At first, CUSOs were just an idea. The acronym referred to any business effort outside the legal boundaries of the credit union charter. USERS, the credit union data processing company now owned by FiServ, is often cited as the first CUSO, having been founded in the 1960s. Early cooperative initiatives such as stabilization funds, the first share insurance programs and myriad other shared efforts also are expressions of the CUSO idea.
Today, CUSOs are at the forefront of cooperative innovation. They are leveraging credit union offerings through operational networks that result in strategic options beyond the capabilities of any single organization. Increasingly, CUSOs have emerged as operational, financial and politically powerful organizations.
- Several CUSOs have shown how it is possible in one year to raise as much as $10 million in capital to support new business efforts, dispelling the notion of a capital problem in credit unions.
- CUSOs have created ATM and shared-branch networks on a scale to compete with ever-expanding national banks. These solutions provide members with credit union transaction choices in nearly all states.
- CUSOs are providing efficient, centralized RFP processes that aggregate many credit union common needs into one purchase decision. This process has helped credit unions achieve better pricing and a more supportive vendor relationship.
- Almost a dozen CUSOs are becoming technology development firms creating and supporting state-of-the-art interfaces and operational solutions that allow credit unions to own the intellectual creativity they have developed in its technology applications.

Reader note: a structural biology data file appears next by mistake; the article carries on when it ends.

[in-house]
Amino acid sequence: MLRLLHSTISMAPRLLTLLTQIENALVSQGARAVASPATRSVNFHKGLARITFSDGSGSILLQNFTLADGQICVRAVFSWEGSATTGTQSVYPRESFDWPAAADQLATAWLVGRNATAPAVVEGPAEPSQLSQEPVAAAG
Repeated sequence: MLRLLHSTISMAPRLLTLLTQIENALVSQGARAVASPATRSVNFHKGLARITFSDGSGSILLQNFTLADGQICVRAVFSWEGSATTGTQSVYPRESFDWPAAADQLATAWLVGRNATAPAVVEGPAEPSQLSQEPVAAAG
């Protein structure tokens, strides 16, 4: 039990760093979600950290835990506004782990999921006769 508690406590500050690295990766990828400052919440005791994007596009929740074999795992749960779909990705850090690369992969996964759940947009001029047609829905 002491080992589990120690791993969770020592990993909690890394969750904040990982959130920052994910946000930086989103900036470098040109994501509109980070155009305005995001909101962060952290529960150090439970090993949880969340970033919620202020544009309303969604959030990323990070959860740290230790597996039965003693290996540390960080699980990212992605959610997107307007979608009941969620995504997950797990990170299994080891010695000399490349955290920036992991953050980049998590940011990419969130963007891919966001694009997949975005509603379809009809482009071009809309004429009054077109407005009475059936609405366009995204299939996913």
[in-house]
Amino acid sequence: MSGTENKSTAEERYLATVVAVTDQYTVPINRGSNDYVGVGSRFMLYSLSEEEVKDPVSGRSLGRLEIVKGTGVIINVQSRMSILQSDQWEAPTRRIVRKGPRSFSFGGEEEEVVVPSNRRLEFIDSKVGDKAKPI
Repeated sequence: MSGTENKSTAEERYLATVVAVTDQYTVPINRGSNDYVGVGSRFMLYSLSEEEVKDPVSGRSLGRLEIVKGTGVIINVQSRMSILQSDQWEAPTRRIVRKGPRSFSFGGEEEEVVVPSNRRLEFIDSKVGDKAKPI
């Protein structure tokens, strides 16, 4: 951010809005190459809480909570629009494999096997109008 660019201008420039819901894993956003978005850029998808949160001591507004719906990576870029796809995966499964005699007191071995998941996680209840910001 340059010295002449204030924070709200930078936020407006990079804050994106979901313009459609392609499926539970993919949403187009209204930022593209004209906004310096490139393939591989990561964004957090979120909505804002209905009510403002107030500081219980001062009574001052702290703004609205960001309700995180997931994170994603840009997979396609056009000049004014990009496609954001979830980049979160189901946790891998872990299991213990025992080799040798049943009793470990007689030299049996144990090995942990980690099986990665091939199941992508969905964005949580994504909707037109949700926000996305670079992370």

- CUSOs are the primary vehicle by which credit unions are entering new markets, from manufactured housing and tax preparation services to near- and sub-prime lending products.
Driving the Future of Credit Unions
It is clear that CUSO impact is growing. CUSO successes are becoming models for future efforts at creating strategic advantage for credit unions. In fact, CUSOs may be the key to future performance breakthroughs as well as responding to some of the challenges of growth and narrowing margins facing most credit unions today.
For example, many credit unions are entering the business lending market through more than a dozen CUSOs that have been created in the past five years. One of the leaders is Business Partners LLC, a creation of Telesis Credit Union. In addition to the over $1 billion in loans originated by that CUSO, the Business Partners model has spawned a number of local business services CUSOs. The model has encouraged several credit unions to focus on a specific market, such as the borrowing needs of churches.
CUSOs also can expand a credit union’s service options by providing an outlet for loans not within the credit union’s lending policies. For example, sub-prime auto and home mortgage loan turndowns number tens of thousands a month. CUDL, Member Gateways and several local CUSOs, including Central States, are providing options for credit unions to refer these applications for expanded underwriting consideration.
In the area of technology, credit unions are increasing their investments. Some credit unions have organized service bureaus and software development CUSOs to resell their applications to other credit unions. Credit unions directly and through Member Gateways are investing in knowledge software such as Experion. The goal is to cost-effectively develop and disseminate the latest improvements in member service applications
To read find out more about America's CUSOs, order your copy of CUSOs: 2006 Directory of Credit Union Service Organizations. Along with key contact information for all multi- and wholly- credit union owned CUSOs in over 30 service categories, it also includes updated information on every CUSO's financial, ownership and customer metrics in this year's just launched CUSO Guide Online. Online access is free with your purchase of the publication.